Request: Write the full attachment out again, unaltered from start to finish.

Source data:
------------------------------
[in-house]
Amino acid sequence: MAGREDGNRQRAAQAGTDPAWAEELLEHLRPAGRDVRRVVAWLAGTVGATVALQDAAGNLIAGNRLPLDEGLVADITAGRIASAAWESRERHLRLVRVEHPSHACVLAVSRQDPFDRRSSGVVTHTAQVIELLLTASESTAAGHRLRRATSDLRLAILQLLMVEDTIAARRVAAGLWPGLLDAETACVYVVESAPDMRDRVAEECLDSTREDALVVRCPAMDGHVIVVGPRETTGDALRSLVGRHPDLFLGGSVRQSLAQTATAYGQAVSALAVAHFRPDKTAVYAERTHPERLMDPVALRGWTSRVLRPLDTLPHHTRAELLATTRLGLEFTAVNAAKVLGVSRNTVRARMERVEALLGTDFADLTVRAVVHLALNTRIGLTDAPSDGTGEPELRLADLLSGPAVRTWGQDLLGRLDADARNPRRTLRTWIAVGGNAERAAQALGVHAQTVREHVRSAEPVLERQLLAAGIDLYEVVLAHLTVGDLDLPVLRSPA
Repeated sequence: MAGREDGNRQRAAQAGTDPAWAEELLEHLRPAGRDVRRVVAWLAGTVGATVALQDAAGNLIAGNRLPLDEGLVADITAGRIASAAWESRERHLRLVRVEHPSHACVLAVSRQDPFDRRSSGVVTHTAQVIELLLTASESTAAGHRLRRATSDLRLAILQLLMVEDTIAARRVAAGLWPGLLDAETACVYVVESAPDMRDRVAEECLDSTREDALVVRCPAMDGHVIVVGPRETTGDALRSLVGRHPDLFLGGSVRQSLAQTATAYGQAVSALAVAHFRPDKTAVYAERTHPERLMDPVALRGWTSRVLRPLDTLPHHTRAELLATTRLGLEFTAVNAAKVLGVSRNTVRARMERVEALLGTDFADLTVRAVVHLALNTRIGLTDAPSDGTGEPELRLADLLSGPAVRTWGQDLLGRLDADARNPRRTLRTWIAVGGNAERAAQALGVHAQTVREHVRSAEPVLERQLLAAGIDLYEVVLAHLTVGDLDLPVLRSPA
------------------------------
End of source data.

[in-house]
Amino acid sequence: MAGREDGNRQRAAQAGTDPAWAEELLEHLRPAGRDVRRVVAWLAGTVGATVALQDAAGNLIAGNRLPLDEGLVADITAGRIASAAWESRERHLRLVRVEHPSHACVLAVSRQDPFDRRSSGVVTHTAQVIELLLTASESTAAGHRLRRATSDLRLAILQLLMVEDTIAARRVAAGLWPGLLDAETACVYVVESAPDMRDRVAEECLDSTREDALVVRCPAMDGHVIVVGPRETTGDALRSLVGRHPDLFLGGSVRQSLAQTATAYGQAVSALAVAHFRPDKTAVYAERTHPERLMDPVALRGWTSRVLRPLDTLPHHTRAELLATTRLGLEFTAVNAAKVLGVSRNTVRARMERVEALLGTDFADLTVRAVVHLALNTRIGLTDAPSDGTGEPELRLADLLSGPAVRTWGQDLLGRLDADARNPRRTLRTWIAVGGNAERAAQALGVHAQTVREHVRSAEPVLERQLLAAGIDLYEVVLAHLTVGDLDLPVLRSPA
Repeated sequence: MAGREDGNRQRAAQAGTDPAWAEELLEHLRPAGRDVRRVVAWLAGTVGATVALQDAAGNLIAGNRLPLDEGLVADITAGRIASAAWESRERHLRLVRVEHPSHACVLAVSRQDPFDRRSSGVVTHTAQVIELLLTASESTAAGHRLRRATSDLRLAILQLLMVEDTIAARRVAAGLWPGLLDAETACVYVVESAPDMRDRVAEECLDSTREDALVVRCPAMDGHVIVVGPRETTGDALRSLVGRHPDLFLGGSVRQSLAQTATAYGQAVSALAVAHFRPDKTAVYAERTHPERLMDPVALRGWTSRVLRPLDTLPHHTRAELLATTRLGLEFTAVNAAKVLGVSRNTVRARMERVEALLGTDFADLTVRAVVHLALNTRIGLTDAPSDGTGEPELRLADLLSGPAVRTWGQDLLGRLDADARNPRRTLRTWIAVGGNAERAAQALGVHAQTVREHVRSAEPVLERQLLAAGIDLYEVVLAHLTVGDLDLPVLRSPA